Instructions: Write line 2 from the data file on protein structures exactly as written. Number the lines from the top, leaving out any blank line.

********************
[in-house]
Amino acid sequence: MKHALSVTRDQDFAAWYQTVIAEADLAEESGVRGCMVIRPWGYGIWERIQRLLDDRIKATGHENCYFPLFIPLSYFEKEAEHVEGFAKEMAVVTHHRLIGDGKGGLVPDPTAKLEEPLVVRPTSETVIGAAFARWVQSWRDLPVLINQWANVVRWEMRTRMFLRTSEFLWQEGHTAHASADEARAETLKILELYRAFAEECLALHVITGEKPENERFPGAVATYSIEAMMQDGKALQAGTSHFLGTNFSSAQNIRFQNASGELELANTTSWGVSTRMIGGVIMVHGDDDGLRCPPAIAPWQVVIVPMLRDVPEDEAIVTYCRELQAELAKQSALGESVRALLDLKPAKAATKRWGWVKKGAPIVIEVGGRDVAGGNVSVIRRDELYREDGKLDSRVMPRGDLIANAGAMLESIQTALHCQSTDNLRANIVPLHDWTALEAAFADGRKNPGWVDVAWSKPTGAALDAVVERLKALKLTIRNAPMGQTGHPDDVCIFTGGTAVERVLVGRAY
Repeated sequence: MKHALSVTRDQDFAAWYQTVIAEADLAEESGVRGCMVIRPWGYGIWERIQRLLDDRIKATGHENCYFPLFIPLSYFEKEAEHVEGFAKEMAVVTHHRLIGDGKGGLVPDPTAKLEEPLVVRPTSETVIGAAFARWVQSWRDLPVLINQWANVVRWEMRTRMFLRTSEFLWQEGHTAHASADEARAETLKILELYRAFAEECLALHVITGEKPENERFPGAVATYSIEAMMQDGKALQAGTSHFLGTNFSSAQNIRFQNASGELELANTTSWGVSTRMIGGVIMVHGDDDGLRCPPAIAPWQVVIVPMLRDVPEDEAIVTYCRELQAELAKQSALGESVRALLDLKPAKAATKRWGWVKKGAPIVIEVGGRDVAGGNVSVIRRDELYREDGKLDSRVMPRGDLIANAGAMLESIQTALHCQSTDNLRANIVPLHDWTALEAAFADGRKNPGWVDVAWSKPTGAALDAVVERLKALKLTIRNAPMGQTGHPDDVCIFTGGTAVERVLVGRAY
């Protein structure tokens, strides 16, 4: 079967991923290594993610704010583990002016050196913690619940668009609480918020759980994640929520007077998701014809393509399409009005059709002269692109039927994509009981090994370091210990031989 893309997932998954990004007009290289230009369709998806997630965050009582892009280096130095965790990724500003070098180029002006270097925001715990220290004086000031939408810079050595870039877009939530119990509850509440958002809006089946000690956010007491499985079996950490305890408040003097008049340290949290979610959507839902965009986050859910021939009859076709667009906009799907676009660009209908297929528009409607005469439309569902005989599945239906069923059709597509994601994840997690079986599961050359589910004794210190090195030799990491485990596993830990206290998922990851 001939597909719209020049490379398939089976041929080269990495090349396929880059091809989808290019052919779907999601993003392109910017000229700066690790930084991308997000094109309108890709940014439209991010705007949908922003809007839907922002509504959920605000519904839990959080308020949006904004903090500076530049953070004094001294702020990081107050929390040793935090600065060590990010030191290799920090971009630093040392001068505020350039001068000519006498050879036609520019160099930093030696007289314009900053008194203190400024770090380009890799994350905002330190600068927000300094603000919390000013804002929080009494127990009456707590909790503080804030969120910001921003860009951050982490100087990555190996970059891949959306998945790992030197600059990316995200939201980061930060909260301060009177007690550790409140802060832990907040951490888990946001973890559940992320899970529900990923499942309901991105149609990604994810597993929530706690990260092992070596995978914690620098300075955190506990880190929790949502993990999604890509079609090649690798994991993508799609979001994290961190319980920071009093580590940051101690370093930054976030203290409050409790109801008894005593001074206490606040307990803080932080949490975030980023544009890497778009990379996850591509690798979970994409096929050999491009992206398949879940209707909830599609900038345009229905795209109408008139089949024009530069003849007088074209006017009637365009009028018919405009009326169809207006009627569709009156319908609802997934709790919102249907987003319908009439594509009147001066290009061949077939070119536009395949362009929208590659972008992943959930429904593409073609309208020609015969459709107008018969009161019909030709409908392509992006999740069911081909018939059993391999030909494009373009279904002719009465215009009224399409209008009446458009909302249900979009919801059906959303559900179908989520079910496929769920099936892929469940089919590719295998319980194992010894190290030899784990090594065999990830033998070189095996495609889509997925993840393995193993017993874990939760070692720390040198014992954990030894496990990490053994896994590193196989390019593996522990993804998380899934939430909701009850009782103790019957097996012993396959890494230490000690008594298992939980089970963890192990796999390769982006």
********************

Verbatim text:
Amino acid sequence: MKHALSVTRDQDFAAWYQTVIAEADLAEESGVRGCMVIRPWGYGIWERIQRLLDDRIKATGHENCYFPLFIPLSYFEKEAEHVEGFAKEMAVVTHHRLIGDGKGGLVPDPTAKLEEPLVVRPTSETVIGAAFARWVQSWRDLPVLINQWANVVRWEMRTRMFLRTSEFLWQEGHTAHASADEARAETLKILELYRAFAEECLALHVITGEKPENERFPGAVATYSIEAMMQDGKALQAGTSHFLGTNFSSAQNIRFQNASGELELANTTSWGVSTRMIGGVIMVHGDDDGLRCPPAIAPWQVVIVPMLRDVPEDEAIVTYCRELQAELAKQSALGESVRALLDLKPAKAATKRWGWVKKGAPIVIEVGGRDVAGGNVSVIRRDELYREDGKLDSRVMPRGDLIANAGAMLESIQTALHCQSTDNLRANIVPLHDWTALEAAFADGRKNPGWVDVAWSKPTGAALDAVVERLKALKLTIRNAPMGQTGHPDDVCIFTGGTAVERVLVGRAY